'A deeply personal collection... and provocative and moving meditation on friendship, sex and blackness,' Guardian
'In its cutting compassion, Homie is as much a celebration of loved ones' lives as it is a lament for their loss, equally a war cry for kinship and the burial dirge after the battle' Amanda Gorman
A mighty anthem about the saving grace of friendship, Danez Smith's highly anticipated collection Homie is rooted in their search for joy and intimacy in a time where both are scarce. In poems of rare power and generosity, Smith acknowledges that in a country overrun by violence, xenophobia and disparity, and in a body defined by race, queerness, and diagnosis, it can be hard to survive, even harder to remember reasons for living. But then the phone lights up, or a shout comes up to the window, and family - blood and chosen - arrives with just the right food and some redemption.
Part friendship diary, part bright elegy, part war cry, Homie is written for friends: for Danez's friends, for yours.
'This is a book full of the turbulence of thought and desire, piloted by a writer who never loses their way' New York Times
I’d like to invent or order up new adjectives to describe the startling originality and ambition of Smith’s work. I’d like to unwrap some brand-new words, oddly pronged words, to convey their wary intelligence and open heart. Instead, I can only yoke together antonyms to convey anything of their particular vibration: their joy-dread, hunger-contentment, holy-profanity... The radiance of Homie arrives like a shock, like found money, like a flower fighting through concrete... This is a book full of the turbulence of thought and desire, piloted by a writer who never loses their way. That compass — provided by friends, influences, collaborators — stays steady.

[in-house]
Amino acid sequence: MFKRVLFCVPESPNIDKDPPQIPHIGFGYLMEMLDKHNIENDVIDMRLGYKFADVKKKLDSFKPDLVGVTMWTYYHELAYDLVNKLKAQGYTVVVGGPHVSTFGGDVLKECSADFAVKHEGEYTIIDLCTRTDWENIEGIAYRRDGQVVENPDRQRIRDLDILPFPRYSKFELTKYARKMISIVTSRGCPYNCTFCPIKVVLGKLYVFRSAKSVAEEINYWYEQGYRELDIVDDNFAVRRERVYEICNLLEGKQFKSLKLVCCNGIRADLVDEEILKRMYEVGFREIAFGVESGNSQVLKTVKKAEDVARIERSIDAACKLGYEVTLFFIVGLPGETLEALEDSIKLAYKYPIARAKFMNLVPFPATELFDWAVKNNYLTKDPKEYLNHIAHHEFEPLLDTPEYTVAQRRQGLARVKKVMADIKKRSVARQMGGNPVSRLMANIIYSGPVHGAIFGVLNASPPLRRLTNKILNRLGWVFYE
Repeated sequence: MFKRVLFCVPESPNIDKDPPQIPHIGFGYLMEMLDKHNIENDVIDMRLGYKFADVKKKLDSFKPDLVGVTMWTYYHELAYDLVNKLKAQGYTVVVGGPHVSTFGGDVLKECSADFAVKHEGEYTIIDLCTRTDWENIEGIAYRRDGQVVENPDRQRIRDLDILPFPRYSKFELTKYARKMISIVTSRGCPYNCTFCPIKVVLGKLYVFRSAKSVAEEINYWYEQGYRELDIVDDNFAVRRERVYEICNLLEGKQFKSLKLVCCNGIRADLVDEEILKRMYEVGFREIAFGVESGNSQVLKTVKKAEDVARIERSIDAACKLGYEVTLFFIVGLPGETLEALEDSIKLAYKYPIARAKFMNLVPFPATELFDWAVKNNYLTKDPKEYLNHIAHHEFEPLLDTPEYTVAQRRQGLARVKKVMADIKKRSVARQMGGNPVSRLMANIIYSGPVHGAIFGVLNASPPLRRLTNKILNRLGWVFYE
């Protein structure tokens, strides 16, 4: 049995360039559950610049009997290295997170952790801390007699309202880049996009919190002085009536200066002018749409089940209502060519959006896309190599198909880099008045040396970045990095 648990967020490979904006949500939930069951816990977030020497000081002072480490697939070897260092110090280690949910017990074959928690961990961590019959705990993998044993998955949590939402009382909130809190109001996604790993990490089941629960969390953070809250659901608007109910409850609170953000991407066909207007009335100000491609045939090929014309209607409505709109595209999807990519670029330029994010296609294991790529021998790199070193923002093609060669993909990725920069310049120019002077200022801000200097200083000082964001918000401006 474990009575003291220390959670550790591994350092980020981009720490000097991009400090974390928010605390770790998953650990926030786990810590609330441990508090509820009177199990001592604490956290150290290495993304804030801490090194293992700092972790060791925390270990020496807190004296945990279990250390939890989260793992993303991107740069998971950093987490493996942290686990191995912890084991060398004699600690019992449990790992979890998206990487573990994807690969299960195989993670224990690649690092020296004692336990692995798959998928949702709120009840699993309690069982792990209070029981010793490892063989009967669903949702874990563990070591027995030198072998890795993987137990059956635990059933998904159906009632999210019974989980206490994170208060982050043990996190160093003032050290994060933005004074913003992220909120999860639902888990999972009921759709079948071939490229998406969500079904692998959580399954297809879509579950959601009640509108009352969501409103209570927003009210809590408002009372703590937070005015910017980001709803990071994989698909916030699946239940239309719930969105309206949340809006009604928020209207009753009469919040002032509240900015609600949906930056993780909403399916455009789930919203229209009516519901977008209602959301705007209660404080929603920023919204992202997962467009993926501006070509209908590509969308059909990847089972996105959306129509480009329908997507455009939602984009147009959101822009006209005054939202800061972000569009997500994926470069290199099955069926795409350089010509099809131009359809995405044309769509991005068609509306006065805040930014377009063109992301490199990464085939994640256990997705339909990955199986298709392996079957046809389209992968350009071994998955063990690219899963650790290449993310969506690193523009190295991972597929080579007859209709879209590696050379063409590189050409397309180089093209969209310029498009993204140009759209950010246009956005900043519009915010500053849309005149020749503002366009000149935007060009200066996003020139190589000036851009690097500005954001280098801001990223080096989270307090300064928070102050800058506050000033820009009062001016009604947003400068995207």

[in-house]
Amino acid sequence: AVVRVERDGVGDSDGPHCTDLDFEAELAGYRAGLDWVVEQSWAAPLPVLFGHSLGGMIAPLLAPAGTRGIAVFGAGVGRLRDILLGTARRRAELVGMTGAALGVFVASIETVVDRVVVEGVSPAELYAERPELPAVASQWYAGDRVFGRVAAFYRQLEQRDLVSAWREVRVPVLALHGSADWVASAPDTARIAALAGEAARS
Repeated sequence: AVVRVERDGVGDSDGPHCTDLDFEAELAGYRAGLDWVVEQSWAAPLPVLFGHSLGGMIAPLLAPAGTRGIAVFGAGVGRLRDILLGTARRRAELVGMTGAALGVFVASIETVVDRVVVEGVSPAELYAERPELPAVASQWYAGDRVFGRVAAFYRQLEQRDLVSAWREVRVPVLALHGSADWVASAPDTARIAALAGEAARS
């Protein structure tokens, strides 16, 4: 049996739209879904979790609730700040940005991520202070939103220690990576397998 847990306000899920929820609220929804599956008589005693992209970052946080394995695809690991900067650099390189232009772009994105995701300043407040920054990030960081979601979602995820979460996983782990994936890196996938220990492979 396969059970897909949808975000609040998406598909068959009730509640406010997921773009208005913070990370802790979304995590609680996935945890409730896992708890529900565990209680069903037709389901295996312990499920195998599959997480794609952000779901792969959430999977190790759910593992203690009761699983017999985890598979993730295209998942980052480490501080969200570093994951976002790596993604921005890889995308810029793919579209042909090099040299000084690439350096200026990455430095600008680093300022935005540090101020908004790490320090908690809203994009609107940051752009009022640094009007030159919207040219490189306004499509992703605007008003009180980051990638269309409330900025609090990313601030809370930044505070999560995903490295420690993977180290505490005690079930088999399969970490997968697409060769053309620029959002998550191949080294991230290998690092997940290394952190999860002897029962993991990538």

A deeply personal collection... and provocative and moving meditation on friendship, sex and blackness.
Danez Smith has always been the most talented voice of our generation, but it’s here, in their third collection, that their virtuosic abilities are matched by the ambitiousness of their heart. Here, they’ve built a table big enough to hold all of it: the small shames that accompany grief, the ecstasy of chosen kinship, "your people, my people, all that hashappened / to us"
This book reads as gospel, as righteous text that carves a religion out of friendship... Blessed be Danez Smith, for allowing us that closeness... Smith holds genius in them, and we are lucky that they choose to share it with usso abundantly
Homie is how we survive – in verse... For Danez, friendship is a forest ripe with foliage and possibility... They offer us poems of seed and breath, charging us to reimagine the world as inhabitable and safe in this skin and these bodies beckoning us back to dirt
‘My President’ by Danez Smith is a call to celebrate a wide range of loved ones, famous names and random strangers who have touched others’ lives, elevating them to the highest title in the US. Danez Smith is the author of Homie and Don’t Call Us Dead, winner of the Forward Prize for Best Collection and a finalist for the National Book Award.
We asked five Penguin authors whose work explores racism, in fiction and nonfiction, to share the books they feel are crucial to understanding – and then acting on – racial injustice at home and worldwide.
Chatto & Windus author Danez, 29, became the youngest ever winner of the prize for their collection Don't Call Us Dead, with fellow Chatto author Liz Berry winning the prize for Best Poem with The Republic of Motherhood.